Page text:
Brooklyn, Mich.— On a fitful afternoon of racing — full of stops and starts from start to finish — this was how it had to end.
The chase finally was on Sunday at Michigan International Speedway, with Sprint Cup series leader Jimmie Johnson running down Greg Biffle’s No. 16 Ford over the final 20 laps of the Quicken Loans 400.
And then it wasn’t, as Johnson’s full-throttle chase — “I was running as hard as I could,” Biffle said — led to a blown tire with three laps to go, sending Johnson skidding to a 28th-place finish and allowing Biffle to coast to the victory.
It was Biffle’s first win since he overtook Johnson thanks to an engine failure to win here at MIS last August. And for the Father’s Day crowd at MIS it was just another reminder that life in the fast lane isn’t all it’s cracked up to be.
“There’s always something that happens to the fastest car,” said Johnson, who certainly would know, having won a record five consecutive Sprint Cup series championships from 2006-10. “It’s almost a curse. You’re so stoked that your car is fast, but then you’re like, ‘All right, when’s something gonna happen.’ And then it does.”
Over the edge
That’s racin,’ I guess. And this is Michigan, where Johnson — the series’ top driver with 63 career wins — is now 0-for-23 all-time. Michigan International Speedway is one of only five tracks where Johnson has yet to celebrate in Victory Lane. He has just four top-five finishes here, but twice has run out of fuel while leading with less than three laps to go.
“As I was running down the 16, I thought maybe this would be the year,” said Johnson, who already has three series wins this season and holds a sizable lead in the Cup series standings. “Most times we’ve been leading and something happened to us. So I thought, ‘All right, maybe coming from behind is gonna be the difference.’ But something still happened.”
It did, and no one was happier to see it in his rear-view mirror than Biffle, who told his crew over the radio, “I love it when the 48 crashes trying to catch up.” When asked about that after the race, the mild-mannered Biffle, who was among those mourning the loss of friend and former NASCAR driver Jason Leffler, who died in a race in New Jersey this week, apologized for the choice of words, if not the sentiment.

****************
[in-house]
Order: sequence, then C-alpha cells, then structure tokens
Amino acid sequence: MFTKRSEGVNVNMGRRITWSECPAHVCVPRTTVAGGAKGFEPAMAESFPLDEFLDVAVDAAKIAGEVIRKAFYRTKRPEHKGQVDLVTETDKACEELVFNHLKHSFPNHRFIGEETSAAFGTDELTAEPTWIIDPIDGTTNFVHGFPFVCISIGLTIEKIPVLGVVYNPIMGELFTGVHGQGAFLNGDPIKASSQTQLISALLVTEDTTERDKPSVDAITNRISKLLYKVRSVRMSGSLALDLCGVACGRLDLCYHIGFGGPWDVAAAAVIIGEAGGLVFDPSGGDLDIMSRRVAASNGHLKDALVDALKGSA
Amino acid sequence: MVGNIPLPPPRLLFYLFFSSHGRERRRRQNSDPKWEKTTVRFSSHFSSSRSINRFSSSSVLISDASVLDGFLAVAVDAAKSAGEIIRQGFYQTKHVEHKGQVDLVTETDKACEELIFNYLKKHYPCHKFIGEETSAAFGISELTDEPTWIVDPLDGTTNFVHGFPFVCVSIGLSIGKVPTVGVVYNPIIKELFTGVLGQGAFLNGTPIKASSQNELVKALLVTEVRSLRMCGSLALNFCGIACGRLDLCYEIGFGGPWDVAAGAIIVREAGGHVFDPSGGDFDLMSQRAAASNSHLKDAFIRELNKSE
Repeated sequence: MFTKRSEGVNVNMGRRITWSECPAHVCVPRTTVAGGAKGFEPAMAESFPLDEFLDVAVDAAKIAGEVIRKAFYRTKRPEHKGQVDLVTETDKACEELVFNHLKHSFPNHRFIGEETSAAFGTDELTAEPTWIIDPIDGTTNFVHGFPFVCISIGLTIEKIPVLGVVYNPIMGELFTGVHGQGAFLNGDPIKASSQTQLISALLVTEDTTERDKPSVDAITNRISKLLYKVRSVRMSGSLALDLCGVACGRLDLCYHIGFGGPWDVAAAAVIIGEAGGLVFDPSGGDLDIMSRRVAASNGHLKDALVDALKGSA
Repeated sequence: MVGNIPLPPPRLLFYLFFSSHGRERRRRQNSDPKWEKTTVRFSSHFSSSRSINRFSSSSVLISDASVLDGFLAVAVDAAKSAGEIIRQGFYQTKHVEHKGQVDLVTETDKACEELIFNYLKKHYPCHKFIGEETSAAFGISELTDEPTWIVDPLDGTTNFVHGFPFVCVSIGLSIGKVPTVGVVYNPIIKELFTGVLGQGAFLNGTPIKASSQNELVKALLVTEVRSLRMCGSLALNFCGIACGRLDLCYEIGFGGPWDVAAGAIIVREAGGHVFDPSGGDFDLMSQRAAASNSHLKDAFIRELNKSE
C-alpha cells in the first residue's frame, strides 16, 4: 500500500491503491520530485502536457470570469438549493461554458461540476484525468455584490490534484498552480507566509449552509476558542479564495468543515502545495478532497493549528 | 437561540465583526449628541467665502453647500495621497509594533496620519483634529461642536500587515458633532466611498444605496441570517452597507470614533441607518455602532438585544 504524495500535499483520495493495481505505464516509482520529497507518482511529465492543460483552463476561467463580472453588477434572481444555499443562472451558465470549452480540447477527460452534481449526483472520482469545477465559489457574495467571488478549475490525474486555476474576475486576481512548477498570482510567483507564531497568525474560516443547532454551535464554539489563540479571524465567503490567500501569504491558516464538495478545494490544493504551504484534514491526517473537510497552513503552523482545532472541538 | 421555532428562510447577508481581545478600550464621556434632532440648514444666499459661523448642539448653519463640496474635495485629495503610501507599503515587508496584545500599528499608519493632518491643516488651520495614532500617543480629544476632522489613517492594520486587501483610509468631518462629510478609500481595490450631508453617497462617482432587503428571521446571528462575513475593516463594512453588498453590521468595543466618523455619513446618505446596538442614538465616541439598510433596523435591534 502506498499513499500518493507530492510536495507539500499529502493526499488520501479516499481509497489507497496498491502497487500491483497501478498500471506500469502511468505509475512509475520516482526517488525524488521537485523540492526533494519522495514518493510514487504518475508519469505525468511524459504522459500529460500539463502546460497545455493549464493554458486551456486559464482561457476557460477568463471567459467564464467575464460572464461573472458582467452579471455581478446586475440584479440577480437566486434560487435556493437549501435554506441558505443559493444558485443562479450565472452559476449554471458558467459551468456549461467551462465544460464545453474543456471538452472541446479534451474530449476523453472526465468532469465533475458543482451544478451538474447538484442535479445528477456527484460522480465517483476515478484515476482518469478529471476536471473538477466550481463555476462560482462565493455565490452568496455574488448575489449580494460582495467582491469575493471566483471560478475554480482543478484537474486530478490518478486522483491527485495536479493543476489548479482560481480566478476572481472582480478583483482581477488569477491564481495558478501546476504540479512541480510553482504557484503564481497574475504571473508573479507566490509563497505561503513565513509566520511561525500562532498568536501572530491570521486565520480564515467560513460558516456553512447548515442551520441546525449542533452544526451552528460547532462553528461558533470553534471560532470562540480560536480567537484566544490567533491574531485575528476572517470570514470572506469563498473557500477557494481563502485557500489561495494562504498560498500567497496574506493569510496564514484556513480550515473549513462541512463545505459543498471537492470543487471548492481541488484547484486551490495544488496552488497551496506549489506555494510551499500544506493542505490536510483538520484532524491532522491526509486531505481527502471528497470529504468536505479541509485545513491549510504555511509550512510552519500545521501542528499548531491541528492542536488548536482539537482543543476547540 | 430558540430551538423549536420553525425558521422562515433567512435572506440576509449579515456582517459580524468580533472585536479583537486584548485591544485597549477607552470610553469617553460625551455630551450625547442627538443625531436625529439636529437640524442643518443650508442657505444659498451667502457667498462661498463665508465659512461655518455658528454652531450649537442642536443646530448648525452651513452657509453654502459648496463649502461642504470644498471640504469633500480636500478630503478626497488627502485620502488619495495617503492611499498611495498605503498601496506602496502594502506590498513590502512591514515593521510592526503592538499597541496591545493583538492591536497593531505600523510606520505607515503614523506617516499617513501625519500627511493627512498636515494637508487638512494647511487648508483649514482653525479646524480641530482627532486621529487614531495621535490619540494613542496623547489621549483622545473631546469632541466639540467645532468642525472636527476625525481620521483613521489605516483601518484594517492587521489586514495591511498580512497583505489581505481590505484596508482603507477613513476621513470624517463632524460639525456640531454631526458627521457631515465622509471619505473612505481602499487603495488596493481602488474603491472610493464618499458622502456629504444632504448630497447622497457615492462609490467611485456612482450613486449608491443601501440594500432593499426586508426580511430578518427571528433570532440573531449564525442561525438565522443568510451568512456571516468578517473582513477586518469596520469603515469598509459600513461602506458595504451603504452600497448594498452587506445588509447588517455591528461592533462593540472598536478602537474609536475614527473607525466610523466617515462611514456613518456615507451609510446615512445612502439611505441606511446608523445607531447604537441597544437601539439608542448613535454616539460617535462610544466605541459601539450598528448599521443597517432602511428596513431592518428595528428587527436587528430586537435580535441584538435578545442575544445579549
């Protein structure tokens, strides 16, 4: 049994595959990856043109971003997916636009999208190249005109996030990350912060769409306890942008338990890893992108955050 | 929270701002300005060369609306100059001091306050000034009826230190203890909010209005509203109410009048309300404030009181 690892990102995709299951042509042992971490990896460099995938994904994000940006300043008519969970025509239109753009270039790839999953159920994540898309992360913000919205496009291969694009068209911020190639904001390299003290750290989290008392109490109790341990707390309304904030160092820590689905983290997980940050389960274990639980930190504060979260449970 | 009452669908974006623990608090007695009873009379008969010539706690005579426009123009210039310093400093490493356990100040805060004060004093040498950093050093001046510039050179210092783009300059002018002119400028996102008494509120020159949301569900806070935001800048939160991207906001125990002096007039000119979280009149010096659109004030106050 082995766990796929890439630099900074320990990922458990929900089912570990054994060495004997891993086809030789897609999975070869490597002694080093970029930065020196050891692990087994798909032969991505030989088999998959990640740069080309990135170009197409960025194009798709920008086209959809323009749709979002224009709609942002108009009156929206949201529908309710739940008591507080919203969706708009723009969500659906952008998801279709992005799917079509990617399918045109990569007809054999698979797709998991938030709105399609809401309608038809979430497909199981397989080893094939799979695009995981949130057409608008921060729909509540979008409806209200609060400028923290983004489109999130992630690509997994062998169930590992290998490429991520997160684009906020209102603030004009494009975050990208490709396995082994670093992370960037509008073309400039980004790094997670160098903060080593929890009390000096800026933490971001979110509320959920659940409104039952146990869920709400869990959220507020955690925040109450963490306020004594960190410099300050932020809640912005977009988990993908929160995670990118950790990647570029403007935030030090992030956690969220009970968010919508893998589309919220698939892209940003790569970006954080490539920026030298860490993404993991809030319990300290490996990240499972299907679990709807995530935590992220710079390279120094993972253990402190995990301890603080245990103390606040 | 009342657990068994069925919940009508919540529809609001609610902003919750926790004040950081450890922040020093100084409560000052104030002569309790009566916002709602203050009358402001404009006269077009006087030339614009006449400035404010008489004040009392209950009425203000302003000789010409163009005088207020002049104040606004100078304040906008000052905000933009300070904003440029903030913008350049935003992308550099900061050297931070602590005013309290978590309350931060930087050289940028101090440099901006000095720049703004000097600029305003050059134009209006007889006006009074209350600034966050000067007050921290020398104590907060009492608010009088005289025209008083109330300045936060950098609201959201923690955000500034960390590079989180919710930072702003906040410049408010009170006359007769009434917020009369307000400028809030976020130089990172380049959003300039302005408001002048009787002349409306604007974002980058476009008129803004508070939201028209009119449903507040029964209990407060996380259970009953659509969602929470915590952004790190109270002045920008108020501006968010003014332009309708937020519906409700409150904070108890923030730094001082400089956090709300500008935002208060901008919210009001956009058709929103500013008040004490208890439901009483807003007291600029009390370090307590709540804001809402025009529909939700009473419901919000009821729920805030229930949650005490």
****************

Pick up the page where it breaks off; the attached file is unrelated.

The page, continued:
“Let me clarify that a little bit,” Biffle said at his post-race news conference. “I don’t want to see anybody wreck. I should’ve said ‘make a mistake.’ And that’s truly what he did. He pushed the envelope, and we all do that — I almost made a mistake, he almost busted me – and basically that’s what I was referring to, is breaking him. We got him to make a mistake, we got him to falter. … And it makes you feel good when you push the guy over the edge.”
'You had to survive'
All too often it’s Johnson’s No. 48 car driving others mad, or up a wall — if not into one. And just last week it was Biffle running second to another dominant showing from Johnson, saying afterward Johnson was “definitely in a league of his own.”
Even after Sunday’s win, Biffle admitted, “It was obvious that the 48 was a little bit faster than us again.”
But busting that myth is part of the chaotic fun of NASCAR, even at this lightning-quick, two-mile track at MIS. The fastest car doesn’t always win. And that was especially true on a day that featured eight caution flags for 38 laps at one of the circuit’s fastest tracks.
Most notably, it was the powerhouse Hendrick Motorsports team finding trouble. Jeff Gordon was a bystander for a good chunk of the race after plowing into a spinning Bobby Labonte on Lap 7, sending his car to the garage for repairs. Dale Earnhardt Jr., whose last two elusive wins were at MIS, led for 34 laps before running into engine trouble. Kasey Kahne, the fourth member of that team, looked ready to take control of the race as it reached the midway point but blew a tire and slammed into the wall.
“It’s just one of those days that you had to survive,” said Kevin Harvick, who ended up taking second after Johnson’s late charge came up flat.
Even Biffle, whose crew chief Matt Puccia appeared to make all the right calls Sunday, nearly lost it with only daylight in front of him, finding trouble in Turn 1 more than once as he tried to hold off Johnson.
“Wrecking when you’re leading probably isn’t the most prestigious thing to do,” he laughed later. “But I almost did.”
Almost doesn’t count, though. Sometimes, that’s a good thing.